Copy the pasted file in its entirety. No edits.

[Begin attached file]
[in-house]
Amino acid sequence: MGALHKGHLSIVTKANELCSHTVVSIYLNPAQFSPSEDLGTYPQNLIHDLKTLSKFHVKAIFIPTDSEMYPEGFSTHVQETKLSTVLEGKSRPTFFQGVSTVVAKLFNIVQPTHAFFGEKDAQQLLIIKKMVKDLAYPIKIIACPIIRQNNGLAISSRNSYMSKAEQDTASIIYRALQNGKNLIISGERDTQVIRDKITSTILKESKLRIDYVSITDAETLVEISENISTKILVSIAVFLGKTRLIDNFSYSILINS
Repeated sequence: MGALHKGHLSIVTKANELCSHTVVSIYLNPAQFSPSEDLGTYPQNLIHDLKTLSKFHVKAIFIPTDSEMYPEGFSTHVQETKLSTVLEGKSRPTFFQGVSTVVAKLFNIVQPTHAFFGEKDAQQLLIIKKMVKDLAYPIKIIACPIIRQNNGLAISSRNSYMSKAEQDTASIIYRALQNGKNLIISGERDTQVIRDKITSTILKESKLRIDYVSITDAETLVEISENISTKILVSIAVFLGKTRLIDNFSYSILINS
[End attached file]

[in-house]
Amino acid sequence: MGALHKGHLSIVTKANELCSHTVVSIYLNPAQFSPSEDLGTYPQNLIHDLKTLSKFHVKAIFIPTDSEMYPEGFSTHVQETKLSTVLEGKSRPTFFQGVSTVVAKLFNIVQPTHAFFGEKDAQQLLIIKKMVKDLAYPIKIIACPIIRQNNGLAISSRNSYMSKAEQDTASIIYRALQNGKNLIISGERDTQVIRDKITSTILKESKLRIDYVSITDAETLVEISENISTKILVSIAVFLGKTRLIDNFSYSILINS
Repeated sequence: MGALHKGHLSIVTKANELCSHTVVSIYLNPAQFSPSEDLGTYPQNLIHDLKTLSKFHVKAIFIPTDSEMYPEGFSTHVQETKLSTVLEGKSRPTFFQGVSTVVAKLFNIVQPTHAFFGEKDAQQLLIIKKMVKDLAYPIKIIACPIIRQNNGLAISSRNSYMSKAEQDTASIIYRALQNGKNLIISGERDTQVIRDKITSTILKESKLRIDYVSITDAETLVEISENISTKILVSIAVFLGKTRLIDNFSYSILINS